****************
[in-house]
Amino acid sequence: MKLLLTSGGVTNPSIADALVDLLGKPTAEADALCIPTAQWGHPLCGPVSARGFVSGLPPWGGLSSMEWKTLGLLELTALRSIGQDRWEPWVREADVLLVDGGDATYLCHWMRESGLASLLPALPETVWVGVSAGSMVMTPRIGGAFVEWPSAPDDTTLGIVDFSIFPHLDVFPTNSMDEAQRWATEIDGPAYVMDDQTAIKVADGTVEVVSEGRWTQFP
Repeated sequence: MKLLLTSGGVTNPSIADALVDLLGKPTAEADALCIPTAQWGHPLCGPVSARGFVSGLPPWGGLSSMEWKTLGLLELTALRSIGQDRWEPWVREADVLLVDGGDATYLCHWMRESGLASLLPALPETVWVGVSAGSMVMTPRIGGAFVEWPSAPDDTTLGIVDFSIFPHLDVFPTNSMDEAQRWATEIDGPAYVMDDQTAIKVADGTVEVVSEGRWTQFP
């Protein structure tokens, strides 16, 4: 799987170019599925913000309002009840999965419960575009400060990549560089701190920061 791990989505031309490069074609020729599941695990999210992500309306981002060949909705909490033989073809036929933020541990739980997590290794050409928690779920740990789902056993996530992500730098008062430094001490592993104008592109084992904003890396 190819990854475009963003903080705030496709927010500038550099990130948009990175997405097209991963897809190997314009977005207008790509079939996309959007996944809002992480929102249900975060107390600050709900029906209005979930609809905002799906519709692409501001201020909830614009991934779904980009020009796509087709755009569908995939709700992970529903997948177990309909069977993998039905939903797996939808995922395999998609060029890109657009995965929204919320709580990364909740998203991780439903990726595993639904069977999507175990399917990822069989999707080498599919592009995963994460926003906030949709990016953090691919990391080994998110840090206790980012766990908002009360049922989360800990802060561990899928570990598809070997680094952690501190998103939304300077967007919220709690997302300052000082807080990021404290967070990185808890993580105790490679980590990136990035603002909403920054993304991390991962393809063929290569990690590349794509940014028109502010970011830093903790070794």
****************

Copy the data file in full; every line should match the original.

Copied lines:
[in-house]
Amino acid sequence: MKLLLTSGGVTNPSIADALVDLLGKPTAEADALCIPTAQWGHPLCGPVSARGFVSGLPPWGGLSSMEWKTLGLLELTALRSIGQDRWEPWVREADVLLVDGGDATYLCHWMRESGLASLLPALPETVWVGVSAGSMVMTPRIGGAFVEWPSAPDDTTLGIVDFSIFPHLDVFPTNSMDEAQRWATEIDGPAYVMDDQTAIKVADGTVEVVSEGRWTQFP
Repeated sequence: MKLLLTSGGVTNPSIADALVDLLGKPTAEADALCIPTAQWGHPLCGPVSARGFVSGLPPWGGLSSMEWKTLGLLELTALRSIGQDRWEPWVREADVLLVDGGDATYLCHWMRESGLASLLPALPETVWVGVSAGSMVMTPRIGGAFVEWPSAPDDTTLGIVDFSIFPHLDVFPTNSMDEAQRWATEIDGPAYVMDDQTAIKVADGTVEVVSEGRWTQFP
């Protein structure tokens, strides 16, 4: 799987170019599925913000309002009840999965419960575009400060990549560089701190920061 791990989505031309490069074609020729599941695990999210992500309306981002060949909705909490033989073809036929933020541990739980997590290794050409928690779920740990789902056993996530992500730098008062430094001490592993104008592109084992904003890396 190819990854475009963003903080705030496709927010500038550099990130948009990175997405097209991963897809190997314009977005207008790509079939996309959007996944809002992480929102249900975060107390600050709900029906209005979930609809905002799906519709692409501001201020909830614009991934779904980009020009796509087709755009569908995939709700992970529903997948177990309909069977993998039905939903797996939808995922395999998609060029890109657009995965929204919320709580990364909740998203991780439903990726595993639904069977999507175990399917990822069989999707080498599919592009995963994460926003906030949709990016953090691919990391080994998110840090206790980012766990908002009360049922989360800990802060561990899928570990598809070997680094952690501190998103939304300077967007919220709690997302300052000082807080990021404290967070990185808890993580105790490679980590990136990035603002909403920054993304991390991962393809063929290569990690590349794509940014028109502010970011830093903790070794």